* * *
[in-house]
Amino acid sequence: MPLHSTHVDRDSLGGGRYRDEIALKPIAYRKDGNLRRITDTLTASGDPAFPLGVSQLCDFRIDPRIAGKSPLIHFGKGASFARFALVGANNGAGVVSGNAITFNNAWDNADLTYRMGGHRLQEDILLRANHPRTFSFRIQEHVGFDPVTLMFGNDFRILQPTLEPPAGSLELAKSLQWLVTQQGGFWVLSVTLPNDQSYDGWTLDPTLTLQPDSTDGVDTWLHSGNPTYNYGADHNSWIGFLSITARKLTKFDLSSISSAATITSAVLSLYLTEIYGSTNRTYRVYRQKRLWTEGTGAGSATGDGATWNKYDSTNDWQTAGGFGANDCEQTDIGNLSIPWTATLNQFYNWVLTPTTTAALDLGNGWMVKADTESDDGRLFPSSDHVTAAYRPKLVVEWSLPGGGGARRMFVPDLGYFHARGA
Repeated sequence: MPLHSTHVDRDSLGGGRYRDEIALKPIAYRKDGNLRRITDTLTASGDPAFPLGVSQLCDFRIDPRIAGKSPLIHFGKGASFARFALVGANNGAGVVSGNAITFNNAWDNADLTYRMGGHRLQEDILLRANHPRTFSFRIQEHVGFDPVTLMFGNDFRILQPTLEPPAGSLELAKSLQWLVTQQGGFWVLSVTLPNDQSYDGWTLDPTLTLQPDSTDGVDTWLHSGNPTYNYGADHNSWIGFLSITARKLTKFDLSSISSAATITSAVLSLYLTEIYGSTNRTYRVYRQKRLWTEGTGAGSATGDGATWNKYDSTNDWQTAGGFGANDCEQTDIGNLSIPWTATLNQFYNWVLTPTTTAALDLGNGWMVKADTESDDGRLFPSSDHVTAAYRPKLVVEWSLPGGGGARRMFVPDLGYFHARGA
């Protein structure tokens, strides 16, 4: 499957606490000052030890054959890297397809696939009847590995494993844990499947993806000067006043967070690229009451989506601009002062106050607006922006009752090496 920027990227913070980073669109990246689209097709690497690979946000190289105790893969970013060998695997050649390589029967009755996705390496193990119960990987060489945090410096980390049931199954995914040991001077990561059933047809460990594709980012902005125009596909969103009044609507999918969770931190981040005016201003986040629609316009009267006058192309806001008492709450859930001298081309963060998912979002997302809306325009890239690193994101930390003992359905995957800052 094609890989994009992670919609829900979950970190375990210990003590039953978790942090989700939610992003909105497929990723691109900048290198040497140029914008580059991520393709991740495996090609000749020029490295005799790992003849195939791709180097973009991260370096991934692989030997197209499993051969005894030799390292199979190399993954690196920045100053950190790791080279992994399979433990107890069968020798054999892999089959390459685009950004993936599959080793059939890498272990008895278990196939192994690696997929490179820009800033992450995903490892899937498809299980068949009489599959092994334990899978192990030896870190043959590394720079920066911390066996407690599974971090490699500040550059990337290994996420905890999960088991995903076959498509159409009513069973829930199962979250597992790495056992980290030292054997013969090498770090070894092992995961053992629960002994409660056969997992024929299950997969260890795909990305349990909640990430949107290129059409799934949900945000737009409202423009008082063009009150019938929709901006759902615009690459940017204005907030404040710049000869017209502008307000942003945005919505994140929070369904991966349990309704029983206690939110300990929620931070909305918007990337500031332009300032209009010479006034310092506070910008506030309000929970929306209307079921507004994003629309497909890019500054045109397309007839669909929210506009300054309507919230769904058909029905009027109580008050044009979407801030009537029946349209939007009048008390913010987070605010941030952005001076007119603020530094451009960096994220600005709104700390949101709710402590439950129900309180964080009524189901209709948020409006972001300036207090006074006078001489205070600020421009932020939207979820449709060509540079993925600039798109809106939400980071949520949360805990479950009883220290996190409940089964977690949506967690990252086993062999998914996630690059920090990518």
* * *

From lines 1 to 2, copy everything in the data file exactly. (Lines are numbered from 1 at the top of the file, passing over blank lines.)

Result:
[in-house]
Amino acid sequence: MPLHSTHVDRDSLGGGRYRDEIALKPIAYRKDGNLRRITDTLTASGDPAFPLGVSQLCDFRIDPRIAGKSPLIHFGKGASFARFALVGANNGAGVVSGNAITFNNAWDNADLTYRMGGHRLQEDILLRANHPRTFSFRIQEHVGFDPVTLMFGNDFRILQPTLEPPAGSLELAKSLQWLVTQQGGFWVLSVTLPNDQSYDGWTLDPTLTLQPDSTDGVDTWLHSGNPTYNYGADHNSWIGFLSITARKLTKFDLSSISSAATITSAVLSLYLTEIYGSTNRTYRVYRQKRLWTEGTGAGSATGDGATWNKYDSTNDWQTAGGFGANDCEQTDIGNLSIPWTATLNQFYNWVLTPTTTAALDLGNGWMVKADTESDDGRLFPSSDHVTAAYRPKLVVEWSLPGGGGARRMFVPDLGYFHARGA